81. K. Raghavachari, C. M. Rohlfing and J. S. Binkley, J. Chem. Phys., 1990, 93, 5862–5873 CrossRef CAS.
  82. D. S. Warren and B. M. Gimarc, J. Phys. Chem., 1993, 97, 4031–4035 CrossRef CAS.
  83. J. Cioslowski, A. Szarecka and D. Moncrieff, J. Phys. Chem., 2001, 105, 501–505 CrossRef CAS.
  84. R. Ludwig, J. Behler, B. Klink and F. Weinhold, Angew. Chem., Int. Ed., 2002, 41, 3199–3202 CrossRef CAS.
  85. R. O. Jones and P. Ballone, J. Chem. Phys., 2003, 118, 9257–9265 CrossRef CAS.
  86. A. V. Tobolsky and A. Eisenberg, J. Am. Chem. Soc., 1959, 81, 780–782 CrossRef CAS.
  87. A. Ansarifar, Academic Journal of Polymer science, 2018, 1, 555568 CrossRef.
  88. J. E. Mark and B. Erman, Science and Technology of Rubber, Academic Press, San Diego, 2005 Search PubMed.
  89. T. Komatsu, Int. Polym. Sci. Technol., 2009, 36, 49–55 CrossRef.
  90. E. H. Farmer, J. Soc. Chem. Ind., 1947, 66, 86–92 CrossRef CAS.
  91. L. Bateman, C. G. Moore and M. Porter, J. Chem. Soc., 1958, 2866–2879 RSC.
  92. A. Ansarifar, K. Noulta, S. H. Sheikh, G. W. Weaver and K. G. Upul Wijayantha, Tire Technol. Int., 2018, 104–108 Search PubMed.
  93. P. Ghosh, S. Katare, P. Patkar, J. M. Caruthers, V. Venkatasubramanian and K. A. Walker, Rubber Chem. Technol., 2003, 76, 592–693 CrossRef CAS.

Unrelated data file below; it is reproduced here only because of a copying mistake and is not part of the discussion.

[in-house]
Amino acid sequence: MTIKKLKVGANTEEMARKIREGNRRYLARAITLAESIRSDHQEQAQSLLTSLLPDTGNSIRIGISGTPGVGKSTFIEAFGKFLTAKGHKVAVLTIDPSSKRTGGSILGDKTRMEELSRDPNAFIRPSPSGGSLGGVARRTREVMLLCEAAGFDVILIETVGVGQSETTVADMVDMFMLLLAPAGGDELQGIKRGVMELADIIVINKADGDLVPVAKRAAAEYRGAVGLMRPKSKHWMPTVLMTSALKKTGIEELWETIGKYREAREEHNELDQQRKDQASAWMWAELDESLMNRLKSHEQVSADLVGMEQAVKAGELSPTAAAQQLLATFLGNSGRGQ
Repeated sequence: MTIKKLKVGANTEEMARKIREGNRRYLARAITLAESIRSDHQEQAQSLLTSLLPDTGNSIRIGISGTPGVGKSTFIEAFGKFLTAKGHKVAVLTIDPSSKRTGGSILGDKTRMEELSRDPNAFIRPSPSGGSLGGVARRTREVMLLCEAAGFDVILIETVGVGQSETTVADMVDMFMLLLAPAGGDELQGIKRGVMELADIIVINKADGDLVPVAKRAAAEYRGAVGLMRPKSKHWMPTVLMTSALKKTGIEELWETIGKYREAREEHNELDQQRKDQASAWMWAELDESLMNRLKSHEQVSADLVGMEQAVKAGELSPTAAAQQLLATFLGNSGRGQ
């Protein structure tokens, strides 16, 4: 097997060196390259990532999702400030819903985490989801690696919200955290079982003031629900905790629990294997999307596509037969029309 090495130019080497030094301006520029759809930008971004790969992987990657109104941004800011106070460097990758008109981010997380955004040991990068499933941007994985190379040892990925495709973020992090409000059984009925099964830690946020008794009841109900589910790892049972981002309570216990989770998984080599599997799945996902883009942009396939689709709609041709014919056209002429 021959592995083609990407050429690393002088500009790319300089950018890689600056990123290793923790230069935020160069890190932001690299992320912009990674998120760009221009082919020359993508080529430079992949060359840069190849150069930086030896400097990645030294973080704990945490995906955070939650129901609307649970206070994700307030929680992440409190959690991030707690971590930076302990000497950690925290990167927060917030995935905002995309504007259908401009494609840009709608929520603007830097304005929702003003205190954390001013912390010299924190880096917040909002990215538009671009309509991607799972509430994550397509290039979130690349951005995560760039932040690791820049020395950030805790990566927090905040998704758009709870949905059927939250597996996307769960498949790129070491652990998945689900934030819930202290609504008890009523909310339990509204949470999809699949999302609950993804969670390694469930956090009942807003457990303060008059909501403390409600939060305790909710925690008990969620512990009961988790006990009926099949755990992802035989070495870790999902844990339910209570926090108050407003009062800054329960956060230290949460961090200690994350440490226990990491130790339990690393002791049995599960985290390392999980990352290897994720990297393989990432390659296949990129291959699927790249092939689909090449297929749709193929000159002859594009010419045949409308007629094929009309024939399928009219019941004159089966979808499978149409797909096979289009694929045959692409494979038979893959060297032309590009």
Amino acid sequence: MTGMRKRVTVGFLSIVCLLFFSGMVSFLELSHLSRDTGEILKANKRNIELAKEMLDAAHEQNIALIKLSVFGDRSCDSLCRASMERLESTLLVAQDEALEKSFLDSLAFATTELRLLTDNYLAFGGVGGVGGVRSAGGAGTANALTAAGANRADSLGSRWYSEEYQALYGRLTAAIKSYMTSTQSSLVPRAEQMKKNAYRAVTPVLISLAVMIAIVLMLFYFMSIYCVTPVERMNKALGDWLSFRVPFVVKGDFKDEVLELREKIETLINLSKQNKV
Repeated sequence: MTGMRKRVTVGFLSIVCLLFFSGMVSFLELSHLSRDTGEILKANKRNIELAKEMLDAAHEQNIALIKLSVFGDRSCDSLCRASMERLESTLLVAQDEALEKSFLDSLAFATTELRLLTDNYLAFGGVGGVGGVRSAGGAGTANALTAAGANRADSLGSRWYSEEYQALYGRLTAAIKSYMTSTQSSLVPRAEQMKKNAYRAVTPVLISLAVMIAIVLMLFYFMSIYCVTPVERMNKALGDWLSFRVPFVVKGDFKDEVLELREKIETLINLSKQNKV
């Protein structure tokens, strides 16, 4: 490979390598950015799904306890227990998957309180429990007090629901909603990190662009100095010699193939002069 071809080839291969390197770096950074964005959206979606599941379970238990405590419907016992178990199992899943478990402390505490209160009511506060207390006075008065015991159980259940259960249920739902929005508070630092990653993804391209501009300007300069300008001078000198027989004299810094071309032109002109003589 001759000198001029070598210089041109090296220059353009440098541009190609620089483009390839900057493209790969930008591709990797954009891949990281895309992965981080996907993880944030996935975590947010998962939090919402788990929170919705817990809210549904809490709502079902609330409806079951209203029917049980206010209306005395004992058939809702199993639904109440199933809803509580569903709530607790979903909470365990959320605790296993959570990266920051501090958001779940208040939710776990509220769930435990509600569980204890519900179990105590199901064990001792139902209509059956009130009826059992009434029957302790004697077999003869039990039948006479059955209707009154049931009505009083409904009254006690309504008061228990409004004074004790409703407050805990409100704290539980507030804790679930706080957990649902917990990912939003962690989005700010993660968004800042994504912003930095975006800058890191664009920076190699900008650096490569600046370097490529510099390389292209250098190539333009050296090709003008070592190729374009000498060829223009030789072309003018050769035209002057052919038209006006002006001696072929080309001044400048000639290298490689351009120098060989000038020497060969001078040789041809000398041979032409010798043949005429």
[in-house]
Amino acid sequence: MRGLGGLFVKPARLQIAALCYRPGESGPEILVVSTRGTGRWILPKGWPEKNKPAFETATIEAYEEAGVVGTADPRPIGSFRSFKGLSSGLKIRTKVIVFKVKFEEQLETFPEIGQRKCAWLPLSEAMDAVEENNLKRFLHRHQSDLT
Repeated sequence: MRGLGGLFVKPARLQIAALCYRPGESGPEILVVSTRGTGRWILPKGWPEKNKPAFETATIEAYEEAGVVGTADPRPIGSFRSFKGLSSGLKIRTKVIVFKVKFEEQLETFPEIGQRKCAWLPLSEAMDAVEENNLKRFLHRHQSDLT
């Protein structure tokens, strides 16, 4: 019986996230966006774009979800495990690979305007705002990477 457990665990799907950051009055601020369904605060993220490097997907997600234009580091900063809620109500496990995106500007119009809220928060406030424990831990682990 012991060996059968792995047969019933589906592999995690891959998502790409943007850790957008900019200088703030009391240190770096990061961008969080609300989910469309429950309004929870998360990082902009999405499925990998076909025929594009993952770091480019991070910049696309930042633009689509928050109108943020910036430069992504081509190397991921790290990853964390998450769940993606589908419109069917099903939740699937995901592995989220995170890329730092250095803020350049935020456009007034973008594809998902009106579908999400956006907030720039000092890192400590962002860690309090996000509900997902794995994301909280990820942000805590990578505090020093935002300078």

94. Y. Wei, L. Xiang, Z. Xu, H. Sun, Y. C. Zheng, L. Peng, Z. Liu, C. Gao and M. Gao, Polym. Chem., 2015, 6, 973–982 RSC.
  95. J. J. Griebel, N. A. Nguyen, A. V. Astashkin, R. S. Glass, M. E. Mackay, K. Char and J. Pyun, ACS Macro Lett., 2014, 3, 1258–1261 CrossRef CAS.
  96. Y. Zou, X. Su and J. Jiang, J. Am. Chem. Soc., 2013, 135, 18377–18384 CrossRef CAS.
  97. S. Zhuo, Y. Huang, C. Liu, H. Wang and B. Zhang, Chem. Commun., 2014, 50, 11208–11210 RSC.
  98. J. J. Griebel, G. Li, R. S. Glass, K. Char and J. Pyun, J. Polym. Sci., Part A: Polym. Chem., 2015, 53, 173–177 CrossRef CAS.
  99. M. K. Salman, B. Karabay, C. Lutfiye and A. Cihaner, J. Appl. Polym. Sci., 2016, 133, 43655–43665 CrossRef.
  100. M. P. Crockett, A. M. Evans, M. J. H. Worthington, I. S. Albuquerque, A. D. Slattery, C. T. Gibson, J. A. Campbell, D. A. Lewis, G. J. L. Bernardes and J. M. Chalke, Angew. Chem., Int. Ed., 2016, 55, 1714–1718 CrossRef CAS.